Thanks For The Effort

By Malcolm Fleschner

When it comes to offering rewards, do you believe your salespeople deserve an A for effort, or do you only give out grades for bottom-line results? In Motivational Management (AMACOM, 2003), author Alexander Hiam argues that two of the manager’s primary jobs are to encourage healthy attitudes so that people are motivated to do their best and to assign people the right work so that attitude and motivation drive real results. When managers only reward organizational performance and end results, he says, employees often wind up feeling disconnected between their day-to-day work and long-term corporate results – and motivation lags.

With this in mind, Hiam offers three specific reasons for rewarding effort, either in place of or in addition to overall performance.

1. It’s individual.
Managers ultimately are responsible for outlining corporate strategy and producing on the bottom line, yet regular employees frequently are blamed when results fail to meet expectations. By offering rewards attached to effort, managers communicate that they understand what it takes for the organization to be successful and can distill it down to what is needed from each individual.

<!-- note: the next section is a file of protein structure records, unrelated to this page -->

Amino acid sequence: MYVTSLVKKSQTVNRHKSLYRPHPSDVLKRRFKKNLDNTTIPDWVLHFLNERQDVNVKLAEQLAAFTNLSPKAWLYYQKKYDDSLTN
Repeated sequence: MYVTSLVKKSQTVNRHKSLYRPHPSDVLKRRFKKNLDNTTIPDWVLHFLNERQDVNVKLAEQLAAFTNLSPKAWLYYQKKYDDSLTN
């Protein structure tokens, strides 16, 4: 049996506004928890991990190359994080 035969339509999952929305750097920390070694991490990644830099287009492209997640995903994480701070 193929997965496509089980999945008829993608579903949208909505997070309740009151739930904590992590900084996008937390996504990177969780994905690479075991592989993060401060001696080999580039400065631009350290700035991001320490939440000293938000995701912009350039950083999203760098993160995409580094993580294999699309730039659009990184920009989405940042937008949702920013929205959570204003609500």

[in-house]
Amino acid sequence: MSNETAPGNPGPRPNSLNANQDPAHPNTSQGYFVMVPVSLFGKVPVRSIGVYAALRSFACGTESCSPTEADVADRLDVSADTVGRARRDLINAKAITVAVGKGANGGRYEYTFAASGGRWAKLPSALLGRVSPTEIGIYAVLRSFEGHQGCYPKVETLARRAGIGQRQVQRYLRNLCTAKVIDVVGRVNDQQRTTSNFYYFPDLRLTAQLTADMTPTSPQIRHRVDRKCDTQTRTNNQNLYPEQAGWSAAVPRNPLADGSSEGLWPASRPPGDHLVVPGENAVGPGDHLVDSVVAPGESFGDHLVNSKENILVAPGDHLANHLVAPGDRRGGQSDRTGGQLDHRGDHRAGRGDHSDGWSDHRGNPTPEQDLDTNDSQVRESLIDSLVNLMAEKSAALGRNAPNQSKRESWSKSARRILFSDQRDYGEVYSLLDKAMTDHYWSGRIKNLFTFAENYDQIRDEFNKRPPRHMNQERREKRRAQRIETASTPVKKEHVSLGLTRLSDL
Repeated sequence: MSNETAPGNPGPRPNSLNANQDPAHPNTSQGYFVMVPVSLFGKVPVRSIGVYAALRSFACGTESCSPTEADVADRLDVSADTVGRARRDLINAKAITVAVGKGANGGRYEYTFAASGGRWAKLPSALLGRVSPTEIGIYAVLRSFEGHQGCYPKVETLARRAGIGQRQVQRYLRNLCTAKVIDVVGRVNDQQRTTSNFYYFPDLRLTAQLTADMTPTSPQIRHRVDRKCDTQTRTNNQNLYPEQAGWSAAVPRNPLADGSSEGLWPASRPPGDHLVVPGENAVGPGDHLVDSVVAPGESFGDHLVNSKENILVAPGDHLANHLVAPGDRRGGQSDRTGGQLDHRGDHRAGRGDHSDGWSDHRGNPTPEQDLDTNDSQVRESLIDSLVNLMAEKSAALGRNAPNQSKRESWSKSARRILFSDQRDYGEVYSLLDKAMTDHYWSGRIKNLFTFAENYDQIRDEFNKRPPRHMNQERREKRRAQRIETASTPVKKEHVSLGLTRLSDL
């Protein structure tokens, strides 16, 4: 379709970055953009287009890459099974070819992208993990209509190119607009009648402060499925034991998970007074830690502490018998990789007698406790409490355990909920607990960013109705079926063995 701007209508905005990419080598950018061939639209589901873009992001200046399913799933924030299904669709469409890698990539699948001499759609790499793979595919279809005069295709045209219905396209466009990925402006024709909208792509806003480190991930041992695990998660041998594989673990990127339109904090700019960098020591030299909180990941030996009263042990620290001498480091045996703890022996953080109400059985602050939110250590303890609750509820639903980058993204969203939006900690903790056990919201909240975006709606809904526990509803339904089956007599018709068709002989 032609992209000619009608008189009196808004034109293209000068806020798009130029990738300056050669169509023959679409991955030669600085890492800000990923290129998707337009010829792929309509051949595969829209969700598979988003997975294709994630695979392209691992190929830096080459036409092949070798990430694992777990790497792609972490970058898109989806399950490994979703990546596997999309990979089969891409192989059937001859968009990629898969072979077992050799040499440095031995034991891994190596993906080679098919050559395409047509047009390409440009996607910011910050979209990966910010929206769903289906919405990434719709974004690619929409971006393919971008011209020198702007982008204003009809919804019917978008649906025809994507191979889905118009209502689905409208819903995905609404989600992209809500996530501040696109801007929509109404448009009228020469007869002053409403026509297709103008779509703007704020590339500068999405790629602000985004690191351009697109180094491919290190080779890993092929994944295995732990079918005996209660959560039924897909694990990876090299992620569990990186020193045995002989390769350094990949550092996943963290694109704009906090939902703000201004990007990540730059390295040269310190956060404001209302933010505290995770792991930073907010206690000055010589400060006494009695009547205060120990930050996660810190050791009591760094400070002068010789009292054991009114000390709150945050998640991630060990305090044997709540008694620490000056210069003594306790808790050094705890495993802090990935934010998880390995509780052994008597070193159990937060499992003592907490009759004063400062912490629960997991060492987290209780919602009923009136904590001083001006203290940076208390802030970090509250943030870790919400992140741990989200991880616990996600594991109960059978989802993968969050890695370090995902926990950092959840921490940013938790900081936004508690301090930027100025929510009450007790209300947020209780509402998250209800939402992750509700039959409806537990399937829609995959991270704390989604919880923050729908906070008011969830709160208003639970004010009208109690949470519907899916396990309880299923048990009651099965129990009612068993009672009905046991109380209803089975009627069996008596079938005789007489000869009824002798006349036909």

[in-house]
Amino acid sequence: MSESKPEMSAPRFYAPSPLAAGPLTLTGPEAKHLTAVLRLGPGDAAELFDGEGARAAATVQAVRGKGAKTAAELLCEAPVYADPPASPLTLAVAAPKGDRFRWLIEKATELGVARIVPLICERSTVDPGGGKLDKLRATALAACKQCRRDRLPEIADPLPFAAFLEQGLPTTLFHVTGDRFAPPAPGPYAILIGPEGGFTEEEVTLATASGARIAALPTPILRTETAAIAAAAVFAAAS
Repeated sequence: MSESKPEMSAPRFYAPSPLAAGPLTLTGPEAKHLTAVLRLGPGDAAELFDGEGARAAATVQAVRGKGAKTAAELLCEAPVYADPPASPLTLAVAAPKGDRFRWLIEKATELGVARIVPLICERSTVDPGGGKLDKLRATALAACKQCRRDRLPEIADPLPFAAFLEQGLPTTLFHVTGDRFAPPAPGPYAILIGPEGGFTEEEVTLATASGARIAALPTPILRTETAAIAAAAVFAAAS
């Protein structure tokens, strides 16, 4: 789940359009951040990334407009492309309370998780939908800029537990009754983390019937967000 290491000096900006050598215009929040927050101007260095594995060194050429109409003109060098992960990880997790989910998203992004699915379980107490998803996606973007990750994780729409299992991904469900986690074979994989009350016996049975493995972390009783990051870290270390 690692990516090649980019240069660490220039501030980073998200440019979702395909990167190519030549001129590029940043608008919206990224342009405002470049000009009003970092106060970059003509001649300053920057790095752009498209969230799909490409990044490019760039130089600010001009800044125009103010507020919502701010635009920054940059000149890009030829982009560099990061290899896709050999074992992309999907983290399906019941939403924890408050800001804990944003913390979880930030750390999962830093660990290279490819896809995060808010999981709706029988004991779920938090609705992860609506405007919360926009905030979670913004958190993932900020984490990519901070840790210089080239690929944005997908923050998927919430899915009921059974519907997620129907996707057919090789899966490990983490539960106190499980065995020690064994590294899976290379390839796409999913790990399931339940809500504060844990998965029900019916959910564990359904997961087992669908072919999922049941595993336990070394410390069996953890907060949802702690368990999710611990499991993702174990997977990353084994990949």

2. It’s direct feedback.
Studies in the education field show that students who are praised for their efforts and not just for results tend to try harder and improve their future performance. By recognizing effort, managers help affect employees’ attitudes about the work they do. The result is a greater impact than you get from merely recognizing results.

3. It’s intrinsic.
Exclusively rewarding results is an extrinsic form of motivation, like the proverbial dangled carrot. People are urged to reach a destination without consideration for how they get there. By contrast, when you use recognition and rewards to encourage employees who are striving toward challenging goals, you use intrinsic motivation, which bolsters spirits and maintains a positive, considerate managerial atmosphere. People are encouraged from within to do all the right things on the way to realizing those goals.